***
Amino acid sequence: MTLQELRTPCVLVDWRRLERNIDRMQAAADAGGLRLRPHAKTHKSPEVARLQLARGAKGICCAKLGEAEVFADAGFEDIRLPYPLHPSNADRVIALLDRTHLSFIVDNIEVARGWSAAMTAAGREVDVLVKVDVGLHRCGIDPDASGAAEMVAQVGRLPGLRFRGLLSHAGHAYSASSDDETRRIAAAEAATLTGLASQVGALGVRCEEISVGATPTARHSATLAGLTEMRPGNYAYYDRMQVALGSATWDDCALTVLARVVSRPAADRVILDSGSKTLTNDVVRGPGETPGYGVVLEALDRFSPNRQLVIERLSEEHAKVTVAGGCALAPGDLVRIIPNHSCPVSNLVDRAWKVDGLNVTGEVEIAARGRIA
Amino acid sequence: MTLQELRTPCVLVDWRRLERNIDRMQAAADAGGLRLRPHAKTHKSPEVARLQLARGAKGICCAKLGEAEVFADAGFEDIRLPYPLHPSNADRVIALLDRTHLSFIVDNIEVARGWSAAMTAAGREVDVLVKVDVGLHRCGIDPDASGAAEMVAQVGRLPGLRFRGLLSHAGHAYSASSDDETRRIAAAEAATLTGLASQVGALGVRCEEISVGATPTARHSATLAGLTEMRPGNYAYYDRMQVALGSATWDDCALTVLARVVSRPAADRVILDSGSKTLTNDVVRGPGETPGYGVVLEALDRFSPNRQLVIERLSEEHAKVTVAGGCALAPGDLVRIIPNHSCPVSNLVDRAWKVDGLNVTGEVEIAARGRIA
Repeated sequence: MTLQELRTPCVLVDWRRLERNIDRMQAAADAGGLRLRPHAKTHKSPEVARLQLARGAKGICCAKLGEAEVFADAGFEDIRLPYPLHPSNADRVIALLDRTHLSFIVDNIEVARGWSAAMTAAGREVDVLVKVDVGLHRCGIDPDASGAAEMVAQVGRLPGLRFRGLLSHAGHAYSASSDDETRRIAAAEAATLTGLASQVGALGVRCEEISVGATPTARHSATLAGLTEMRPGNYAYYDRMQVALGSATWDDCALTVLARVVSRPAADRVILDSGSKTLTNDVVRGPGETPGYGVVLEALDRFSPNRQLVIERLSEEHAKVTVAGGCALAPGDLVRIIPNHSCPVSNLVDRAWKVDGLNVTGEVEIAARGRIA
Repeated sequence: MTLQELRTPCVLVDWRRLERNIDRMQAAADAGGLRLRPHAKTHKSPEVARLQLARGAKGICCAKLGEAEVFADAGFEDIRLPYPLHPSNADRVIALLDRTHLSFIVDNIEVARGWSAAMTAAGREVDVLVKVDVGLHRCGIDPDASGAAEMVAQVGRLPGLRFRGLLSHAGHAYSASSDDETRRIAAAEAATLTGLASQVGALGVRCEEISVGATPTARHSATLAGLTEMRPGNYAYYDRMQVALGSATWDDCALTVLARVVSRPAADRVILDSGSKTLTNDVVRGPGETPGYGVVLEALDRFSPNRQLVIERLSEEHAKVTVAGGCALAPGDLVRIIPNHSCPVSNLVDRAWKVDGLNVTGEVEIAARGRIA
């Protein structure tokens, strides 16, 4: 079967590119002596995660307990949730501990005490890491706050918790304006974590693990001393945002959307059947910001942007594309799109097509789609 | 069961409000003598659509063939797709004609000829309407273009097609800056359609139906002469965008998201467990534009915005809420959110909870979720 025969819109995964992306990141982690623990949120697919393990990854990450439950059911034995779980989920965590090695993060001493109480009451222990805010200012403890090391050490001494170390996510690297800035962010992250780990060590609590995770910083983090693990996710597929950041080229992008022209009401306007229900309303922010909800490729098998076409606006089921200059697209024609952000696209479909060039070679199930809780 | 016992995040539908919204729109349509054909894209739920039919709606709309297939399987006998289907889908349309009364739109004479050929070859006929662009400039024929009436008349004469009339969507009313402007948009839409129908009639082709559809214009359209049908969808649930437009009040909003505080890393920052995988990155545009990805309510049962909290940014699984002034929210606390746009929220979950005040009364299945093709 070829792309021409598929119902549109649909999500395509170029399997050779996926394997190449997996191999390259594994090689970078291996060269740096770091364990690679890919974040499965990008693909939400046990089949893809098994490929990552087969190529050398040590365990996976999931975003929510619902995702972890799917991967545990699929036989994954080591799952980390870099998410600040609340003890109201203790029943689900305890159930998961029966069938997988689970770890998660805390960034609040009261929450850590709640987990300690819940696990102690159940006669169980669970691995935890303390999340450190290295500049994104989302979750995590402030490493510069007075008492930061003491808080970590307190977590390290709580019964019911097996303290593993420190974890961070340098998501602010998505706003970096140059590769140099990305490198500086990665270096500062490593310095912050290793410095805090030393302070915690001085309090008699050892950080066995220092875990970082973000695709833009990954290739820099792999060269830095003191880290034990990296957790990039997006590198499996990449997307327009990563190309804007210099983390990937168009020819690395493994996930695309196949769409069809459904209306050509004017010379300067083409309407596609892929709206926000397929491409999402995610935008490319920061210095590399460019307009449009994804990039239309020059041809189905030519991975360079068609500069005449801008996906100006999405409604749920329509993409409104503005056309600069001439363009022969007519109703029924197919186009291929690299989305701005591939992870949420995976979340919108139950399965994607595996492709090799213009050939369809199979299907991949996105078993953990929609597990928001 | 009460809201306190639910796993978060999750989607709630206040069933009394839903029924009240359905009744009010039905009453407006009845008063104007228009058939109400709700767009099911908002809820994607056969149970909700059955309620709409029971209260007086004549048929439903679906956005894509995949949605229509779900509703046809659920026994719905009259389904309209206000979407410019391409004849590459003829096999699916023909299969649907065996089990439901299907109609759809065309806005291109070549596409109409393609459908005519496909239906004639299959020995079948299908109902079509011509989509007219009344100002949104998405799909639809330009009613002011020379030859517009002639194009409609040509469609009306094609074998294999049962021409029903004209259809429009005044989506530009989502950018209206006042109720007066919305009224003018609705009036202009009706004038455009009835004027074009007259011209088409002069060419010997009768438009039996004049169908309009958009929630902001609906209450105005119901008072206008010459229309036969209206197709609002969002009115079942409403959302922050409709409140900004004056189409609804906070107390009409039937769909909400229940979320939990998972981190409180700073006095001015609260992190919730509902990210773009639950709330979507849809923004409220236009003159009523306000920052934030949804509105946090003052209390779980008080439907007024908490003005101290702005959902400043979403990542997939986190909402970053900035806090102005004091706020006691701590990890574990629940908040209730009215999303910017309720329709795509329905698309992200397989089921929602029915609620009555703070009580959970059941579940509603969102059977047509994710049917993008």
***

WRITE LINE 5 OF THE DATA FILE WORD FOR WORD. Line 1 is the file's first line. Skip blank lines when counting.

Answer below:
């Protein structure tokens, strides 16, 4: 079967590119002596995660307990949730501990005490890491706050918790304006974590693990001393945002959307059947910001942007594309799109097509789609 | 069961409000003598659509063939797709004609000829309407273009097609800056359609139906002469965008998201467990534009915005809420959110909870979720 025969819109995964992306990141982690623990949120697919393990990854990450439950059911034995779980989920965590090695993060001493109480009451222990805010200012403890090391050490001494170390996510690297800035962010992250780990060590609590995770910083983090693990996710597929950041080229992008022209009401306007229900309303922010909800490729098998076409606006089921200059697209024609952000696209479909060039070679199930809780 | 016992995040539908919204729109349509054909894209739920039919709606709309297939399987006998289907889908349309009364739109004479050929070859006929662009400039024929009436008349004469009339969507009313402007948009839409129908009639082709559809214009359209049908969808649930437009009040909003505080890393920052995988990155545009990805309510049962909290940014699984002034929210606390746009929220979950005040009364299945093709 070829792309021409598929119902549109649909999500395509170029399997050779996926394997190449997996191999390259594994090689970078291996060269740096770091364990690679890919974040499965990008693909939400046990089949893809098994490929990552087969190529050398040590365990996976999931975003929510619902995702972890799917991967545990699929036989994954080591799952980390870099998410600040609340003890109201203790029943689900305890159930998961029966069938997988689970770890998660805390960034609040009261929450850590709640987990300690819940696990102690159940006669169980669970691995935890303390999340450190290295500049994104989302979750995590402030490493510069007075008492930061003491808080970590307190977590390290709580019964019911097996303290593993420190974890961070340098998501602010998505706003970096140059590769140099990305490198500086990665270096500062490593310095912050290793410095805090030393302070915690001085309090008699050892950080066995220092875990970082973000695709833009990954290739820099792999060269830095003191880290034990990296957790990039997006590198499996990449997307327009990563190309804007210099983390990937168009020819690395493994996930695309196949769409069809459904209306050509004017010379300067083409309407596609892929709206926000397929491409999402995610935008490319920061210095590399460019307009449009994804990039239309020059041809189905030519991975360079068609500069005449801008996906100006999405409604749920329509993409409104503005056309600069001439363009022969007519109703029924197919186009291929690299989305701005591939992870949420995976979340919108139950399965994607595996492709090799213009050939369809199979299907991949996105078993953990929609597990928001 | 009460809201306190639910796993978060999750989607709630206040069933009394839903029924009240359905009744009010039905009453407006009845008063104007228009058939109400709700767009099911908002809820994607056969149970909700059955309620709409029971209260007086004549048929439903679906956005894509995949949605229509779900509703046809659920026994719905009259389904309209206000979407410019391409004849590459003829096999699916023909299969649907065996089990439901299907109609759809065309806005291109070549596409109409393609459908005519496909239906004639299959020995079948299908109902079509011509989509007219009344100002949104998405799909639809330009009613002011020379030859517009002639194009409609040509469609009306094609074998294999049962021409029903004209259809429009005044989506530009989502950018209206006042109720007066919305009224003018609705009036202009009706004038455009009835004027074009007259011209088409002069060419010997009768438009039996004049169908309009958009929630902001609906209450105005119901008072206008010459229309036969209206197709609002969002009115079942409403959302922050409709409140900004004056189409609804906070107390009409039937769909909400229940979320939990998972981190409180700073006095001015609260992190919730509902990210773009639950709330979507849809923004409220236009003159009523306000920052934030949804509105946090003052209390779980008080439907007024908490003005101290702005959902400043979403990542997939986190909402970053900035806090102005004091706020006691701590990890574990629940908040209730009215999303910017309720329709795509329905698309992200397989089921929602029915609620009555703070009580959970059941579940509603969102059977047509994710049917993008």